A recent search has uncovered "areas of interest" in the Luke Joly-Durocher case and private investigators are already working to further develop these leads through forensic examination.
Brett Robinson is the lead for Please Bring Me Home in examining the disappearance of Temiscaming, Que., native Luke Joly-Durocher from North Bay in 2011 and feels strongly the case is one tip away from breaking.
"This is a very solvable case," says Robinson, who works on a volunteer basis for the organization, is a licensed private investigator and holds a Master's degree in Profiling and Behaviour Analysis. "This case can be solved. I've worked unsolvable cases before with almost zero evidence and this is the exact opposite. It's more sorting through everything that people have told us."
Based in Owen Sound, Please Bring Me Home is a not-for-profit entity bolstered by volunteers who donate their knowledge, time, experience and equipment. The organization has access to search and rescue experts, forensic anthropologists, law enforcement veterans, private investigators, underwater ROV experts, ground-penetrating radar experts, criminologists, and human detection dogs.
Robinson says a search using cadaver dogs can lead to the location of human remains in rough terrain, underwater — even years after the fact — and are a useful tool in augmenting the scope and reach of any missing person or cold case investigation.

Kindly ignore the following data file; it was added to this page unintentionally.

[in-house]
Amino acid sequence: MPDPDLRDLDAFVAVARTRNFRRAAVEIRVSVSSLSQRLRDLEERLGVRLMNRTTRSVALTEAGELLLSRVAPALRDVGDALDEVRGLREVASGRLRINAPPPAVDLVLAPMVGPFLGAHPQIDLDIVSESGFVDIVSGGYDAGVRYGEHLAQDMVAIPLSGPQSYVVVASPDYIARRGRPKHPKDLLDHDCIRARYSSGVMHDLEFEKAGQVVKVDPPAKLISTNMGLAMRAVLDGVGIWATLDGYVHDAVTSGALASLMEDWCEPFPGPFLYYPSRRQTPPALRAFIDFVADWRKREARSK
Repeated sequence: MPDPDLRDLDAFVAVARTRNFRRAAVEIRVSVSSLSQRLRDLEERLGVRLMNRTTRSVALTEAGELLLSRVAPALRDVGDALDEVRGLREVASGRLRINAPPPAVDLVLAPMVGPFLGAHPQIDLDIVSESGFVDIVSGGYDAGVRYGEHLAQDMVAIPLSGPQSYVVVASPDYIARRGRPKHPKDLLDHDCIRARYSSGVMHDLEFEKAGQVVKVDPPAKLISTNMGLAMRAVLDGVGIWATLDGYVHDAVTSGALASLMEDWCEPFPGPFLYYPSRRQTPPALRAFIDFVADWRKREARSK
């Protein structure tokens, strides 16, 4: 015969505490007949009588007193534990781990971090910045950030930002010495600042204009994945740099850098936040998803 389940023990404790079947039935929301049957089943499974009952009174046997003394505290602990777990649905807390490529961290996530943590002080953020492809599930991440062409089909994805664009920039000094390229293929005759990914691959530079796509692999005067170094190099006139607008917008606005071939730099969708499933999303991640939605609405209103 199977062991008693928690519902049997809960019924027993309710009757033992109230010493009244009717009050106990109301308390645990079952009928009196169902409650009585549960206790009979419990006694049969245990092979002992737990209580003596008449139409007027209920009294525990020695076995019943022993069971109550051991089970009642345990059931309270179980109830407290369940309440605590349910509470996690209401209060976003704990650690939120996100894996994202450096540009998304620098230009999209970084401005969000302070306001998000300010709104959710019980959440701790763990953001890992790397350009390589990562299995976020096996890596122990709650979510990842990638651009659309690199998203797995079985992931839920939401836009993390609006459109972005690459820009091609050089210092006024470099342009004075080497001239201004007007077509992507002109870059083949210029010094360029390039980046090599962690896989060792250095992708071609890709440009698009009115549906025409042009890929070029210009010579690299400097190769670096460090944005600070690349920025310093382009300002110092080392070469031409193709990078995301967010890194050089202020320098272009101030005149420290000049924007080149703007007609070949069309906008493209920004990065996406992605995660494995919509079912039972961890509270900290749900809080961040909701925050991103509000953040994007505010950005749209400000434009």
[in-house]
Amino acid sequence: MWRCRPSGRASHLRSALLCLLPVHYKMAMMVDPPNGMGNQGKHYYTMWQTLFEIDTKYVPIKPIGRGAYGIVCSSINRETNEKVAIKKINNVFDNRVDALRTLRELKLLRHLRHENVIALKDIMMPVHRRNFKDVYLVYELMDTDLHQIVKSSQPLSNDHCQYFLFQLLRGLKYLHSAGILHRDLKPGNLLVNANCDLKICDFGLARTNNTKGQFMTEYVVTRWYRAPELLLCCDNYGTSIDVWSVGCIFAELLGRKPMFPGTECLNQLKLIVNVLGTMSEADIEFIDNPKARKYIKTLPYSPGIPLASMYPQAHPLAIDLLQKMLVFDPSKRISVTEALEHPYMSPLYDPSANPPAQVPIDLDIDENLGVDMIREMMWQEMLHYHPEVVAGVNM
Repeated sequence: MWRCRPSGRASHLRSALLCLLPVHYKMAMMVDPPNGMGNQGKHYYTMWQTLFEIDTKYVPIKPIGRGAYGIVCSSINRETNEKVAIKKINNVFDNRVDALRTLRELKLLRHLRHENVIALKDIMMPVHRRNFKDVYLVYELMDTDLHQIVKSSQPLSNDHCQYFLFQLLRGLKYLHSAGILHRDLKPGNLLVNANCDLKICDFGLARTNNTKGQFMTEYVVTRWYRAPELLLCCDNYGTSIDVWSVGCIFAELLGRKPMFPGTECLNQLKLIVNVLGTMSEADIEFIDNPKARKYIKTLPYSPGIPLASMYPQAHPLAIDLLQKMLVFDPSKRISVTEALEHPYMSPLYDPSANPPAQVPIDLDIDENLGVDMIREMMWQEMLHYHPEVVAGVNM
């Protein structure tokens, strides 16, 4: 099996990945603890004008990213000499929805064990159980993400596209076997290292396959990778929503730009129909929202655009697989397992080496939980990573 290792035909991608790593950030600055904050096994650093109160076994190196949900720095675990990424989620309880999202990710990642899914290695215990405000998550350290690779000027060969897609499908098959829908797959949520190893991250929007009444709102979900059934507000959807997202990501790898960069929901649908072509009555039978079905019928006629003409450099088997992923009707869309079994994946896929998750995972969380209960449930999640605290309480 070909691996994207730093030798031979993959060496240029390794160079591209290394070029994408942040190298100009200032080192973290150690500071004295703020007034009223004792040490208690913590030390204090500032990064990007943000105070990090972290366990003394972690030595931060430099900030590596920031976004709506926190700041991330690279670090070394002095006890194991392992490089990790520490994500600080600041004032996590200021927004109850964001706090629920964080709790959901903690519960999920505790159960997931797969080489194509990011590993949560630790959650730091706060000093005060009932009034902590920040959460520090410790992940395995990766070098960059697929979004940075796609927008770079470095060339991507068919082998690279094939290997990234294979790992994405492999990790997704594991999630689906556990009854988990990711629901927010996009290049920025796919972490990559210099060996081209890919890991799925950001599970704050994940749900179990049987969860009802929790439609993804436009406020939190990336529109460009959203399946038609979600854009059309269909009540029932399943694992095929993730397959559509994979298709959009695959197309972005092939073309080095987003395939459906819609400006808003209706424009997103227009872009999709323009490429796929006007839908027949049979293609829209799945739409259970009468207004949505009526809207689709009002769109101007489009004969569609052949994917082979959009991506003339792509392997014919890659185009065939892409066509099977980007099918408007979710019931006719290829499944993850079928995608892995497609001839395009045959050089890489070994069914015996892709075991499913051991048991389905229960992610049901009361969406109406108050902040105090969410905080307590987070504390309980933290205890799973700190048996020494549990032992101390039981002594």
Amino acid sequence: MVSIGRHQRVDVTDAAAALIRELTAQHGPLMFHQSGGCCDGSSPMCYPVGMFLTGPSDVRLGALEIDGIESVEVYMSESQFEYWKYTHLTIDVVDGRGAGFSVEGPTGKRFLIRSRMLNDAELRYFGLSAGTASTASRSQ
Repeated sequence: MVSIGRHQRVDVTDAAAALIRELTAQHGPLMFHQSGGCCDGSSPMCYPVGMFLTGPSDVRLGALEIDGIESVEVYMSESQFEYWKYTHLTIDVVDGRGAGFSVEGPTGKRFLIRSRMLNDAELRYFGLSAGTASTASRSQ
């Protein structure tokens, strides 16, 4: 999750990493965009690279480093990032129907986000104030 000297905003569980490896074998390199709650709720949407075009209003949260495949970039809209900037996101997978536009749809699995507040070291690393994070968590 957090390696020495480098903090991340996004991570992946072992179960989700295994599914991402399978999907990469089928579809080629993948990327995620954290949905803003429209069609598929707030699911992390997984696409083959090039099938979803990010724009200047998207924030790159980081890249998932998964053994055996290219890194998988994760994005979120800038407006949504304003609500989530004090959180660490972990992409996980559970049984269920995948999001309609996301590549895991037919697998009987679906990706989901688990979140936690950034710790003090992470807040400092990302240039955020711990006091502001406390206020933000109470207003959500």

"What we did definitely advanced the case along a number of avenues," he says. "We produced some actual evidence. Cadaver dog hits are a form of evidence."
The recent multi-jurisdictional search using BlackTracks K9 cadaver dogs covered multiple locations in both North Bay and Temiscaming, including several spots along the nearby Ottawa River. Dog searches can also help rule out areas of interest gleaned through investigative techniques or received through tips. Those tips often come as a result of and in response to the in-depth coverage of the Joly-Durocher case from the team at the Shedding Light Podcast, who have a working partnership with Please Bring Me Home.
The members of these organizations continue the search for Luke with the blessing of his mother, Monique, while his father, Rob works in concert with a separate investigative team. Clothing belonging to Luke was provided by Monique to help the handlers guide the dogs.
"We do approach it scientifically," observes Robinson about the searches, "and try to disprove hypotheses. We try to knock out location after location and when we can't knock it out it means it's worthwhile to continue to explore."
The basic expenses to transport the highly-trained dogs from Guelph, Ont., were covered by a fundraiser but the father and son team of Tom and David Abraham from BlackTracks K9 — like the others on the team trying to solve the case — donated much of their time and energy for the cause.
As always, the findings from the search team have been shared with the relevant authorities, including the North Bay Police Service.